If you present information in a visual format, it may be tweeted, shared, and commented on for months to come, as ideas make their way around the world.
That’s where a 20-minute TED (technology, entertainment, design) talk has the ability to meet the public at just the intersection between attention and a need for visual.
At Friday’s program “TEDx: An Independently Hosted Event at Your Library,” speaker Robert Barr, director of Juneau (Alaska) Public Library, demonstrated how he is capitalizing on the civic engagement tools that a TED talk can provide a community.
Sharing information about his yearlong program using TEDx, Barr provided new programming ideas that this listening-intently, slightly overwhelmed ALA first-timer school librarian plans to implement for after-school engagement for parents, faculty, community, and kids.
Barr presented examples from similar programs he used in Johnson County (Kans.) Library and now Juneau. He touted the community and civic engagement that comes with hosting an independent TEDx event. Formatted around three TED talks with discussion, librarians can host or facilitate discussion sessions pertinent to their communities. Whether you invite local speakers or facilitate sessions with library staffers, you will find that patrons will engage in your “neutral” space.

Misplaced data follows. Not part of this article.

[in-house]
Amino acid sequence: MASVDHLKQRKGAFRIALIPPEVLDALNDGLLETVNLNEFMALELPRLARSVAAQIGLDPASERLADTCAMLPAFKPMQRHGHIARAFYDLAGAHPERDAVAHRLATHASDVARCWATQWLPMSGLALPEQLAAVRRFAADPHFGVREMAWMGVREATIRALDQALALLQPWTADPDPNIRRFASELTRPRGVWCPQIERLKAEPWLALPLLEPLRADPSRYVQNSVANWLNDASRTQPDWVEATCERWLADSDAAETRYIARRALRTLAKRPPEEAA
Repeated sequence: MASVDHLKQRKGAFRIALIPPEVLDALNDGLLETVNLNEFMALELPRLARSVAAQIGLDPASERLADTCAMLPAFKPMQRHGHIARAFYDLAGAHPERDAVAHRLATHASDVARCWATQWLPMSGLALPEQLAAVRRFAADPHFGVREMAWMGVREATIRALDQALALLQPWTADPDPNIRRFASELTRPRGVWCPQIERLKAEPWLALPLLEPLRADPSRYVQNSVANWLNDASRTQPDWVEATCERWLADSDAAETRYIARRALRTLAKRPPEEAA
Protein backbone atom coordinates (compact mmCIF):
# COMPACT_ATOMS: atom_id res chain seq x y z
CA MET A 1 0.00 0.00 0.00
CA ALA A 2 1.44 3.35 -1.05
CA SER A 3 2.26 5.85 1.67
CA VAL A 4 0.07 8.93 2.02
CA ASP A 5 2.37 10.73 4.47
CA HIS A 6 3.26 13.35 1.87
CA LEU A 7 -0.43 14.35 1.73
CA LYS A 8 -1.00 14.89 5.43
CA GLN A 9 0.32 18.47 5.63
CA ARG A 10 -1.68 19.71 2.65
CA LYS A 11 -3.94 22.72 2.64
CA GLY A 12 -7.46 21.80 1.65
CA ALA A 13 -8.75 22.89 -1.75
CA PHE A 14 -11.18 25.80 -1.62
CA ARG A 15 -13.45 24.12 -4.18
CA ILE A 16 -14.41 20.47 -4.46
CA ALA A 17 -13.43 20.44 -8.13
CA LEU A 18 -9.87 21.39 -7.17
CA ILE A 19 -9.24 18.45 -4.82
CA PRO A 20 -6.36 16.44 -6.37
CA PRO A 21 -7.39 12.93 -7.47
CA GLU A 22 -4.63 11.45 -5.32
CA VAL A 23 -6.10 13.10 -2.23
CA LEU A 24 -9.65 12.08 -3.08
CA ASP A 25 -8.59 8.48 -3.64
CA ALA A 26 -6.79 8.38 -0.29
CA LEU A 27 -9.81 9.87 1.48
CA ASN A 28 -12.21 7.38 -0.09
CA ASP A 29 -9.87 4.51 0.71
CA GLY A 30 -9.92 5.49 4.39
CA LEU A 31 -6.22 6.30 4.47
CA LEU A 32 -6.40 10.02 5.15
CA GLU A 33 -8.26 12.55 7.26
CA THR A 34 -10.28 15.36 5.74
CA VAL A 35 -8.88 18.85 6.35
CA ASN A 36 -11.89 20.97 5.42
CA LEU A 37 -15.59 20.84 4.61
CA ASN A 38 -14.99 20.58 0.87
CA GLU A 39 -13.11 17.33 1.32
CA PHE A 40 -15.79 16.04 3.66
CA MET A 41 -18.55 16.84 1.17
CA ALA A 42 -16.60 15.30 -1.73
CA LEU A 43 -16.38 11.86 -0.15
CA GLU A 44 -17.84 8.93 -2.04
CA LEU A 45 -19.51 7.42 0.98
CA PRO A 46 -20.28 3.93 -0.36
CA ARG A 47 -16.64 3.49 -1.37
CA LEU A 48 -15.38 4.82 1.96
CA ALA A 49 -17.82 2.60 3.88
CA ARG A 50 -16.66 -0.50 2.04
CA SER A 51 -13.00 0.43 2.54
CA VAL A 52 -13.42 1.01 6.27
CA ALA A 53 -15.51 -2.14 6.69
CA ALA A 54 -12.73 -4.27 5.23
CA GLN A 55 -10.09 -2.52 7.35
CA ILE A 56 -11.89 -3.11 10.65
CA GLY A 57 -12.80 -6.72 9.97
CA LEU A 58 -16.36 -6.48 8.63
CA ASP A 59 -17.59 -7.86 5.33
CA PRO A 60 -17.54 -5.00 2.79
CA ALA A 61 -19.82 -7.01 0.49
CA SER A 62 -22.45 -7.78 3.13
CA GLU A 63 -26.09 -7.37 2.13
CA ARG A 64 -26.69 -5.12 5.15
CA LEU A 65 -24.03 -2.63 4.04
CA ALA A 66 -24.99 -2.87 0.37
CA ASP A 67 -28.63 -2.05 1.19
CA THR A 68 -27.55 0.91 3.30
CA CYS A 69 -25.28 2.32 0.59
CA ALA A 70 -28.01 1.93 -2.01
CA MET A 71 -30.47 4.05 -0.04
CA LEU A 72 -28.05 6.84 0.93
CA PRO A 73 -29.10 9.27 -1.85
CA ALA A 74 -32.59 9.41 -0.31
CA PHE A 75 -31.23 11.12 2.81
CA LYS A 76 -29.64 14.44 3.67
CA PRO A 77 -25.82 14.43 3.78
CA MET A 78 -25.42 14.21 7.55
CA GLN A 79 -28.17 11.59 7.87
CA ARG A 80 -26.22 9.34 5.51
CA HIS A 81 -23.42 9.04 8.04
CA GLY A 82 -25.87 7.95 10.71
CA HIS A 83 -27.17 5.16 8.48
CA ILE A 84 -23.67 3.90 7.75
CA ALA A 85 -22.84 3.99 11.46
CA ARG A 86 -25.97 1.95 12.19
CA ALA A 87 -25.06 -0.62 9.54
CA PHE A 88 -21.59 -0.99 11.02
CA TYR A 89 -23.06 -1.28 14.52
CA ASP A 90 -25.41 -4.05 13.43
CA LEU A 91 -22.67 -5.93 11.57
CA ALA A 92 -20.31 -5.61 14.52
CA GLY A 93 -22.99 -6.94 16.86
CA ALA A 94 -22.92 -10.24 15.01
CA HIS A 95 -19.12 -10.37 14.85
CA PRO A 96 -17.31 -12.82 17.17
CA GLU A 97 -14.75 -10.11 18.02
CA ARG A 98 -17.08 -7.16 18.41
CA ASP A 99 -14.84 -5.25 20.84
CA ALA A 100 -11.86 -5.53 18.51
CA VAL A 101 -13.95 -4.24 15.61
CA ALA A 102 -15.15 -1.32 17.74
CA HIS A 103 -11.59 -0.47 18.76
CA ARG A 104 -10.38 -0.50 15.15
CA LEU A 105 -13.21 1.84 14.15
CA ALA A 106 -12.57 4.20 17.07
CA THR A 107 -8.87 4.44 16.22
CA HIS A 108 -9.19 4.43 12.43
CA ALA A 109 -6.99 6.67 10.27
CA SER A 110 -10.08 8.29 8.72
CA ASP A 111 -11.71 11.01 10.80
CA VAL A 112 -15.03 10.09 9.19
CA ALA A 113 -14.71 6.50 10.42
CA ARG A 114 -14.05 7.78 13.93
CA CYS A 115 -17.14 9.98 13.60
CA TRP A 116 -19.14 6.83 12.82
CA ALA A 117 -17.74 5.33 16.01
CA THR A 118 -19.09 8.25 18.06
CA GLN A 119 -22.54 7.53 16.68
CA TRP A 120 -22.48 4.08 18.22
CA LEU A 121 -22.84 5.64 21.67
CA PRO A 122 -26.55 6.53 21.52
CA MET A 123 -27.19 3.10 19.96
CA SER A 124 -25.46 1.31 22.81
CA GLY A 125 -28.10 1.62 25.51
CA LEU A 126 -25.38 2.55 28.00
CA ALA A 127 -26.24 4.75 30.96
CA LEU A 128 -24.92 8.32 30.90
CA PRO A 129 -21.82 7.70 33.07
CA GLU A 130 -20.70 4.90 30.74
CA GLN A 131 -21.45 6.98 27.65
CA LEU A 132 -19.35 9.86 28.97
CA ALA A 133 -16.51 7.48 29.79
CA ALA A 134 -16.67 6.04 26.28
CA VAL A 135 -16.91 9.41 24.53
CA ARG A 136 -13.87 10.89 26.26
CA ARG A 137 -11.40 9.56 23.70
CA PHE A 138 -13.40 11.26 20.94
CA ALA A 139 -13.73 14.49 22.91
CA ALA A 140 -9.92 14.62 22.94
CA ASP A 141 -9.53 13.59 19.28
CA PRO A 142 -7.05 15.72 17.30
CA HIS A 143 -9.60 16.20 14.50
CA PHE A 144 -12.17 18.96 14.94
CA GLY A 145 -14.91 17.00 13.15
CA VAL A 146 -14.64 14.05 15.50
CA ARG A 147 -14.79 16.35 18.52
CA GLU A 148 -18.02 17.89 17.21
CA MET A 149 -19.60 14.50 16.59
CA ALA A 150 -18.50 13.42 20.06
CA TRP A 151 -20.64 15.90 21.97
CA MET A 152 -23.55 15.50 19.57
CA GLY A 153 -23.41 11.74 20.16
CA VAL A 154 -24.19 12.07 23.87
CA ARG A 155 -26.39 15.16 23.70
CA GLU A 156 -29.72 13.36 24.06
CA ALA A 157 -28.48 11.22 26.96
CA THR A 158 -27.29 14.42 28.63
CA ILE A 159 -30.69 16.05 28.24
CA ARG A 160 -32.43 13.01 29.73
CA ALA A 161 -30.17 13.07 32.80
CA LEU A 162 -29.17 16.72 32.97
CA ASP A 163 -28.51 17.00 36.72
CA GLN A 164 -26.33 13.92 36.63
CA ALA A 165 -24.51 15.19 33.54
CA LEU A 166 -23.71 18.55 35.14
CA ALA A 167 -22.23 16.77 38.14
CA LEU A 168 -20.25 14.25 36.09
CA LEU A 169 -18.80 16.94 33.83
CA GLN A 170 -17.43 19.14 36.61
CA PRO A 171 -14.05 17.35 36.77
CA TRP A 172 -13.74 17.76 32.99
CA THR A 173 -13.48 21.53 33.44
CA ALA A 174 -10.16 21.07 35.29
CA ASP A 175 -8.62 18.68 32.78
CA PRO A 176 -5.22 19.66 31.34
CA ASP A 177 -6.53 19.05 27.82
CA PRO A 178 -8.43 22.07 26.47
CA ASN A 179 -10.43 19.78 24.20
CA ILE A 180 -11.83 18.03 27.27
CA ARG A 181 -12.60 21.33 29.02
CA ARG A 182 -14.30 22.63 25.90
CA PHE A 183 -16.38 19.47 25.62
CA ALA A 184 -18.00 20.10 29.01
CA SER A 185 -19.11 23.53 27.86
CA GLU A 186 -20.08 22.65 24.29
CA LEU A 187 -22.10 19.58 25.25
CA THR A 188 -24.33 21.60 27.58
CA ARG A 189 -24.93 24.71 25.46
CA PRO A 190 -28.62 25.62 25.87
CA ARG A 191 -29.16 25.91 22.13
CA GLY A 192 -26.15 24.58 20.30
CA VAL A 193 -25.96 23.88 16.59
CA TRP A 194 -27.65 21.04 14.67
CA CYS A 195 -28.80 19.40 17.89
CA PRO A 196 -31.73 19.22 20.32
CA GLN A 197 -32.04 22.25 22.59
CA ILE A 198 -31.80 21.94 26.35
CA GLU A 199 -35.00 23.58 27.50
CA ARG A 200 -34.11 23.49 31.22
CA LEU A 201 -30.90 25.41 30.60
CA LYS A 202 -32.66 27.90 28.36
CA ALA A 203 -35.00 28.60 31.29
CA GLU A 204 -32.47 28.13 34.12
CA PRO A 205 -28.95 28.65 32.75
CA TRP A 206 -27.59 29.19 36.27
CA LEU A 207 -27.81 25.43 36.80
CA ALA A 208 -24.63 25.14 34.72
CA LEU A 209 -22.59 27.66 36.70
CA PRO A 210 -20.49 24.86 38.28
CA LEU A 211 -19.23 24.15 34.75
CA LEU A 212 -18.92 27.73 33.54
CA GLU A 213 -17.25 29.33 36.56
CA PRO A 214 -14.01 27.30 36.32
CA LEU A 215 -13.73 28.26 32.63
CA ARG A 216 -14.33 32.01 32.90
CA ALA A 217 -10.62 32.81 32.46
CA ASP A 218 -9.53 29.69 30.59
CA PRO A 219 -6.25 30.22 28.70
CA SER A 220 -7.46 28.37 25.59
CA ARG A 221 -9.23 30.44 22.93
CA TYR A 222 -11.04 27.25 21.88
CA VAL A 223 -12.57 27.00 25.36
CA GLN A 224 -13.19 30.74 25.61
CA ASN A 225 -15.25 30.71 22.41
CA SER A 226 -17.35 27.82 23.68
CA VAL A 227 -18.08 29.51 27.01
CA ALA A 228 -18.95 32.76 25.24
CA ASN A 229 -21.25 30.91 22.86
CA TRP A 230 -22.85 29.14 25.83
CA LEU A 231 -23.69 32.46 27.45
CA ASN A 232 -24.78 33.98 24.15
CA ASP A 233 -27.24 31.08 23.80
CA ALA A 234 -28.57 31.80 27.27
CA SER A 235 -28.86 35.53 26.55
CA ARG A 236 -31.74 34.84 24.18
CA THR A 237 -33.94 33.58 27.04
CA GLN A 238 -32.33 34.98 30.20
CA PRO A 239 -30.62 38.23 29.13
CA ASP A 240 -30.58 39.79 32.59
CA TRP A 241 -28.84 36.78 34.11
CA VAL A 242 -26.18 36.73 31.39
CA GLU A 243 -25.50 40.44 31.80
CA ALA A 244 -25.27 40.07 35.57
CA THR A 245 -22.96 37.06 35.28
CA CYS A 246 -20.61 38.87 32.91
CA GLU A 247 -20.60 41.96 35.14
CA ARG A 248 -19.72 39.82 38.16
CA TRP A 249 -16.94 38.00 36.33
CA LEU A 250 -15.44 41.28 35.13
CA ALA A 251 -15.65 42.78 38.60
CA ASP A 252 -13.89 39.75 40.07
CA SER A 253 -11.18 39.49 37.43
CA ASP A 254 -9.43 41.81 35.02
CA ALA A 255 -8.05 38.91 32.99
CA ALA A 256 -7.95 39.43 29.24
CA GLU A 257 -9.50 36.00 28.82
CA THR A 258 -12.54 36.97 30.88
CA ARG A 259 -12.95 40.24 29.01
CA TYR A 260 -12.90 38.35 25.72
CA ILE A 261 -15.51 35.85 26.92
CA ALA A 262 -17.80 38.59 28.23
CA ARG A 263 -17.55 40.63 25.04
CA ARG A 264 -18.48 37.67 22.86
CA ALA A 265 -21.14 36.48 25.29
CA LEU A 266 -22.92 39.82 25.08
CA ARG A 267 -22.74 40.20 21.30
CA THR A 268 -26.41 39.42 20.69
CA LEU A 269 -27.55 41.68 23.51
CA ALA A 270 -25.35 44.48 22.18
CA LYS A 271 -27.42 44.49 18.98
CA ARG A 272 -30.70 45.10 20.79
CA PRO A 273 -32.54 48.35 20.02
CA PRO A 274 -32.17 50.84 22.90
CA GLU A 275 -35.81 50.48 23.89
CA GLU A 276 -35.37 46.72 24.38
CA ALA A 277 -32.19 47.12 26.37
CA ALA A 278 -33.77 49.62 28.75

The neutrality of the library space combined with a library’s “ethos, philosophical commitments, and collections” are the prime reasons Barr said TEDx events make a good vehicle for employing civic engagement tools in the library.
This program may have been geared toward a public library setting, but as a school librarian and student-to-staffer participant who will be graduating in December, I learned that organizing an independently hosted TEDx event after school can be a relevant alternative to book clubs. It can also help advance the 21st-century skills of digital literacy through collaborative discussion among kids, parents, community members, and faculty.
Plus the act of maintaining the library as neutral territory as a way for stakeholders to share diverse opinions allows librarians to practice facilitation skills. And it opens the door for communities to model discussion skills with and for kids.
Among the 12 TEDx programs Barr held at his library last year, one was a program on magic—a great event topic for kids.
ALA President Barbara Stripling said we would leave Barr’s session feeling “empowered” to try this innovation, and she was right-on. This session made me not only excited to try a new idea at home but also excited for all the other good ideas I’ll surely hear this weekend at my first ALA.
JENNIFER WHITLEY is media coordinator at Tanglewood Elementary School in Lumberton, North Carolina.
See, hear, and read more about what’s going on at Annual—in real time and after.
Twitter: @alaannual and #alaac14